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The most important week since November?

The holidays, while quiet socially, still left us behind in many things like this blog. I did manage to finish the last (and most complicated) motet for the Isaac project planned by Markus Utz. Michelle has mostly recovered from pneumonia, but is worried that her voice may never be the same, as it retains a raspy nature. I worked extra hours at the store. And we discovered that we have a public dog park near us that allows us to let Loki run with other dogs and take long hikes on leash and so I have been doing that every day I do not work – consuming 2 hours.

Meanwhile, I have monitored the political scene as I always have. I recall posting on Facebook in 2015 warning about Trump’s neo-Nazi proclivities. What he has done since November is nothing short of attempting to overthrow the Constitution of the United States. Anyone who voted for this dangerous individual has to put themselves into the same camp as those who supported Hitler in the early 1930s.

I have not the ability like others to write with eloquence about the Georgia run-offs or the Congressional meeting on Wednesday, but I found this article on Mother Jones to express much of what I feel. Mike Pence represents the epitome of the hypocrites who have supported Trump and this article speaks volumes about him and those like him:

Cry About It, Mike Pence

If you don’t want to read the whole thing, I’ll quote some of it, hopefully not out of context.

Mike Pence is in distress. According to the New York Times, the vice president faces a personal and professional dilemma heading into Wednesday’s pro forma counting of the Electoral College vote in the Senate: "One person close to Mr. Pence described Wednesday’s duties as gut-wrenching, saying that he would need to balance the president’s misguided beliefs about government with his own years of preaching deference to the Constitution." “Gut-wrenching?” Oh my God, you poor thing. Is Mike Pence going to be okay? Does he need some Tylenol? A hot bath?

The vice president’s task here is easy: opening envelopes certifying the winner of an election in which one candidate won 74 more electoral votes and 7 million more popular votes than the other. It is an astonishingly straightforward task, like looking at the scoreboard and trying to determine if Alabama beat Notre Dame. There’s nothing especially unusual about this year’s election results, other than the fact that lots of people are pretending there is because the results made them sad.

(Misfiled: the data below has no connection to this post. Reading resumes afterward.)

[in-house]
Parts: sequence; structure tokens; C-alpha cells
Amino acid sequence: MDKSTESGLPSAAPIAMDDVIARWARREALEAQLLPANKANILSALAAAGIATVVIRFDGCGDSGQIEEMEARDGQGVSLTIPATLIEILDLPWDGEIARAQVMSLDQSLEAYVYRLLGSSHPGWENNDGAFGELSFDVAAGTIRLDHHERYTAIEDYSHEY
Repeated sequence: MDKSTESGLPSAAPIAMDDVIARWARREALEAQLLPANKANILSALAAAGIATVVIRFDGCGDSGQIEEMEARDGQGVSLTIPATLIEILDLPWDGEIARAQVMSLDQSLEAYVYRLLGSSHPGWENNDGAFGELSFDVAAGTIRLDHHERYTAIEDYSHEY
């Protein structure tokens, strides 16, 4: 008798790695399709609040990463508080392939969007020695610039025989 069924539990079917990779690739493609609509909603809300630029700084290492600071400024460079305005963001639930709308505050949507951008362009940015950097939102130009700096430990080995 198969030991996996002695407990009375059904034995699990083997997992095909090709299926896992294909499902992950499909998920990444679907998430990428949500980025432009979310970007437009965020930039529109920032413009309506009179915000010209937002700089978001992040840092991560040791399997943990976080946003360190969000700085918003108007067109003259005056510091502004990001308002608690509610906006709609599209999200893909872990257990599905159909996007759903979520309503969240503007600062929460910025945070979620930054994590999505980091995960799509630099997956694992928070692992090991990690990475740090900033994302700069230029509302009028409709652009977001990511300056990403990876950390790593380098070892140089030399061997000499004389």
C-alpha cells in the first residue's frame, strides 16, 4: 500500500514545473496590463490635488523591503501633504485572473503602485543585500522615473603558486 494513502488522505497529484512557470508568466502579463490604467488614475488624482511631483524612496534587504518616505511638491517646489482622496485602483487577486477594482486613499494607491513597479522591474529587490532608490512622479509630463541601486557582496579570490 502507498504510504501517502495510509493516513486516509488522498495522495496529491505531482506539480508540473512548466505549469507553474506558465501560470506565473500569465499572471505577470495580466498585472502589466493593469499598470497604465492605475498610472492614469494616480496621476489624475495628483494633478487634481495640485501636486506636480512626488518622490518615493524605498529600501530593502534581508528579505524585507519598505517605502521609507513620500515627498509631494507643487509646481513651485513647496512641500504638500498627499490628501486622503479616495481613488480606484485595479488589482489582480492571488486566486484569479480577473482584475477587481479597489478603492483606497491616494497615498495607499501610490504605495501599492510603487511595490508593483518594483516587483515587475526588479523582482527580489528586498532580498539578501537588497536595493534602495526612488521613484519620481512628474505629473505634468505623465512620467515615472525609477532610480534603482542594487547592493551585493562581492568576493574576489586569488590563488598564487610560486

.... because Trump is both stupid and deeply cynical, he has tried to overturn the election results in a slapstick but persistent fashion—sometimes by trying to stop the counting of votes and sometimes by imploring others to “find” votes and sometimes by trying to throw out whole batches of already-counted votes because they were not cast for him.

Again, anyone who voted for Trump the first time might be excused for believing in his mythic lies about himself – lies that are now obviously undone; the self-made man, the businessman with an ability to manage huge operations successfully. Anyone with any moral compass and a modicum of sense must now see him as a narcissistic megalomaniac whose only focus is himself. Thank God, some GOP personages (besides Mitt Romney) have finally found the personal integrity to say publicly that the emperor has no clothes. Shame on the sycophants and hypocrites that have not.

I hope both democrats in Georgia win. It will take a concerted effort and years to begin to undo the damage that Trump has done to our nation’s reputation, the climate, and simple social decency; and to begin to rebuild faith in our political system. I have stated before that I am a former registered Republican and only registered as Democrat when it became apparent to me that the GOP did not give a rat’s ass about running the country, only about winning the next election so they could maintain the status quo.

I remain a fiscal conservative while advocating for the disenfranchised, recognizing that demographics change, and embracing the diversity and cultural richness that makes the United States unique. The rich white folks need to share. Allow others into the country club.

Peace.

3 thoughts on “The most important week since November?

  1. Excellent concluding statement:
    I remain a fiscal conservative while advocating for the disenfranchised, recognizing that demographics change, and embracing the diversity and cultural richness that makes the United States unique. The rich white folks need to share. Allow others into the country club.
    Peace.

  2. I’m keeping my fingers crossed for the election, but I honestly have no idea how to undo the damage that Trump and his sycophants have done to our democracy.

    As we speak, Pennsylvania’s state senate is meeting with an empty chair, the Republican’s having ceased control from the governor during swearing in, because a Republican candidate is claiming their Democratic opponent didn’t actually win the election. They’re hoping, just as Trump did, they can get a court to overturn the result on one of the same grounds Trump tried to overturn Biden’s PA victory.

    I’m greatly concerned that this can never be put back in the box. That now, it will be up to judges to decide the outcomes of elections. And it’s clear from the actions throughout the country that we have too many Banana Republicans in positions of leadership.

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